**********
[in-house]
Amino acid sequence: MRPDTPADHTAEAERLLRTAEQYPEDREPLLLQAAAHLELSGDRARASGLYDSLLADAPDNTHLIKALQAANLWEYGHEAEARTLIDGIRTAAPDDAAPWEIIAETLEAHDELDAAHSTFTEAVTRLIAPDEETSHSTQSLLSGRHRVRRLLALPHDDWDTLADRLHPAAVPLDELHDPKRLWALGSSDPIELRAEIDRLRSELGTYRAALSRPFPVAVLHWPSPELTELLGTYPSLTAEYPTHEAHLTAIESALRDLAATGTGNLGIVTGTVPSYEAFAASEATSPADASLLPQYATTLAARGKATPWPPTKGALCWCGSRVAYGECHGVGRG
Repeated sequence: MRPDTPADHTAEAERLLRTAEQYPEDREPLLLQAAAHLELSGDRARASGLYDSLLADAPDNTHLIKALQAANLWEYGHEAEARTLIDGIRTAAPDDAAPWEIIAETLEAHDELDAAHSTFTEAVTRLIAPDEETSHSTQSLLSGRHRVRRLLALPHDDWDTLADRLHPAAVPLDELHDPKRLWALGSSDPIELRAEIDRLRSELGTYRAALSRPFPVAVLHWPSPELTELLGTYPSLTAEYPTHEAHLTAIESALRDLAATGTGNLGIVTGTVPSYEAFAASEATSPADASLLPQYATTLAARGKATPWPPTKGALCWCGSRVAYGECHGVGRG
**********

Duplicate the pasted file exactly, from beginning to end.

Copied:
[in-house]
Amino acid sequence: MRPDTPADHTAEAERLLRTAEQYPEDREPLLLQAAAHLELSGDRARASGLYDSLLADAPDNTHLIKALQAANLWEYGHEAEARTLIDGIRTAAPDDAAPWEIIAETLEAHDELDAAHSTFTEAVTRLIAPDEETSHSTQSLLSGRHRVRRLLALPHDDWDTLADRLHPAAVPLDELHDPKRLWALGSSDPIELRAEIDRLRSELGTYRAALSRPFPVAVLHWPSPELTELLGTYPSLTAEYPTHEAHLTAIESALRDLAATGTGNLGIVTGTVPSYEAFAASEATSPADASLLPQYATTLAARGKATPWPPTKGALCWCGSRVAYGECHGVGRG
Repeated sequence: MRPDTPADHTAEAERLLRTAEQYPEDREPLLLQAAAHLELSGDRARASGLYDSLLADAPDNTHLIKALQAANLWEYGHEAEARTLIDGIRTAAPDDAAPWEIIAETLEAHDELDAAHSTFTEAVTRLIAPDEETSHSTQSLLSGRHRVRRLLALPHDDWDTLADRLHPAAVPLDELHDPKRLWALGSSDPIELRAEIDRLRSELGTYRAALSRPFPVAVLHWPSPELTELLGTYPSLTAEYPTHEAHLTAIESALRDLAATGTGNLGIVTGTVPSYEAFAASEATSPADASLLPQYATTLAARGKATPWPPTKGALCWCGSRVAYGECHGVGRG